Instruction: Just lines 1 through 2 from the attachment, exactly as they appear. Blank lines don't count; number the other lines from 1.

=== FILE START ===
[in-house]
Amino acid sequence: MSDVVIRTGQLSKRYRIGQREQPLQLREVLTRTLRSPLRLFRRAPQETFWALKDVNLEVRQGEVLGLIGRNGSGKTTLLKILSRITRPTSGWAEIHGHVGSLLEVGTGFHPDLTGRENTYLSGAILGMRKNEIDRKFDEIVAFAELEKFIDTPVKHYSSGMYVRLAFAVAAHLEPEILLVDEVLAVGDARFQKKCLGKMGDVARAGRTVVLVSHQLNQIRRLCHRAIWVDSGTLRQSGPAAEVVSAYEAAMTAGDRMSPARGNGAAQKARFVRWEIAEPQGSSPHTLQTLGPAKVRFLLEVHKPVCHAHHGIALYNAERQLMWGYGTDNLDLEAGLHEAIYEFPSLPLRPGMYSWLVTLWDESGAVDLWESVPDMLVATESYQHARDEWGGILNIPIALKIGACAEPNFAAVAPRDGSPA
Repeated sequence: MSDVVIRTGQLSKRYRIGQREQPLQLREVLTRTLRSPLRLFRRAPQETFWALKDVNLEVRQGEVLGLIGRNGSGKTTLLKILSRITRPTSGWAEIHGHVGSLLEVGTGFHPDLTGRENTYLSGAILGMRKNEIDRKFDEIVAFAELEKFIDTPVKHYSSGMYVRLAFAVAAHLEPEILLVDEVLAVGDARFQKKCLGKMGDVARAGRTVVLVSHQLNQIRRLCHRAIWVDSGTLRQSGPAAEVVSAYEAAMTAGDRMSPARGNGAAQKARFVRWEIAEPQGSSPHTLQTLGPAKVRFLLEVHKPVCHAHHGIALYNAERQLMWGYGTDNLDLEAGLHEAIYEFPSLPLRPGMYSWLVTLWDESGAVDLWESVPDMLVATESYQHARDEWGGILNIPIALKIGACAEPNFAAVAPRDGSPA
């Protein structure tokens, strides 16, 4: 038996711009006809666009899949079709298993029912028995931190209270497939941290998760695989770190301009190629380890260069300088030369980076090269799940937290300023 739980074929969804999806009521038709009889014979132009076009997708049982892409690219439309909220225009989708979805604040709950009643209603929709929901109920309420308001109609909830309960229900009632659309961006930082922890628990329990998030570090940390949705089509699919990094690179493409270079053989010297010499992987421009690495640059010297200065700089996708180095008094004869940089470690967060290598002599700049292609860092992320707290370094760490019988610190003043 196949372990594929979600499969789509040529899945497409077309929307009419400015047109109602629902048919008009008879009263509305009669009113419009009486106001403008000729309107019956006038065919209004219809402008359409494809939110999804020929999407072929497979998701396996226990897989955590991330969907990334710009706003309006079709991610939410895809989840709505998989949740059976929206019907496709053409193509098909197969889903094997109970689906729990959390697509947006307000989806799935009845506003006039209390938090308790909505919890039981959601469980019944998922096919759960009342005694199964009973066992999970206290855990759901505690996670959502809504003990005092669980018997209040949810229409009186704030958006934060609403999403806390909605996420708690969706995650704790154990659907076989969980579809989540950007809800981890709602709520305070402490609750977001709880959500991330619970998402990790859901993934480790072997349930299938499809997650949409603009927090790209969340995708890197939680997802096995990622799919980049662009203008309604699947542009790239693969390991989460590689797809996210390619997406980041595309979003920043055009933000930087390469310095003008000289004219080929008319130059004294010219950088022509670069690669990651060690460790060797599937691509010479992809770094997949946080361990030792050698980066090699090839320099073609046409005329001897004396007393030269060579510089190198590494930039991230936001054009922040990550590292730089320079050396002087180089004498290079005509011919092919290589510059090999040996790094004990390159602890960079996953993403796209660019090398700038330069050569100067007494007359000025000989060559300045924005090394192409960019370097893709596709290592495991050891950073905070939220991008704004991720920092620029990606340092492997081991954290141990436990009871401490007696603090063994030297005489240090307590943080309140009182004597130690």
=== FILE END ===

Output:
[in-house]
Amino acid sequence: MSDVVIRTGQLSKRYRIGQREQPLQLREVLTRTLRSPLRLFRRAPQETFWALKDVNLEVRQGEVLGLIGRNGSGKTTLLKILSRITRPTSGWAEIHGHVGSLLEVGTGFHPDLTGRENTYLSGAILGMRKNEIDRKFDEIVAFAELEKFIDTPVKHYSSGMYVRLAFAVAAHLEPEILLVDEVLAVGDARFQKKCLGKMGDVARAGRTVVLVSHQLNQIRRLCHRAIWVDSGTLRQSGPAAEVVSAYEAAMTAGDRMSPARGNGAAQKARFVRWEIAEPQGSSPHTLQTLGPAKVRFLLEVHKPVCHAHHGIALYNAERQLMWGYGTDNLDLEAGLHEAIYEFPSLPLRPGMYSWLVTLWDESGAVDLWESVPDMLVATESYQHARDEWGGILNIPIALKIGACAEPNFAAVAPRDGSPA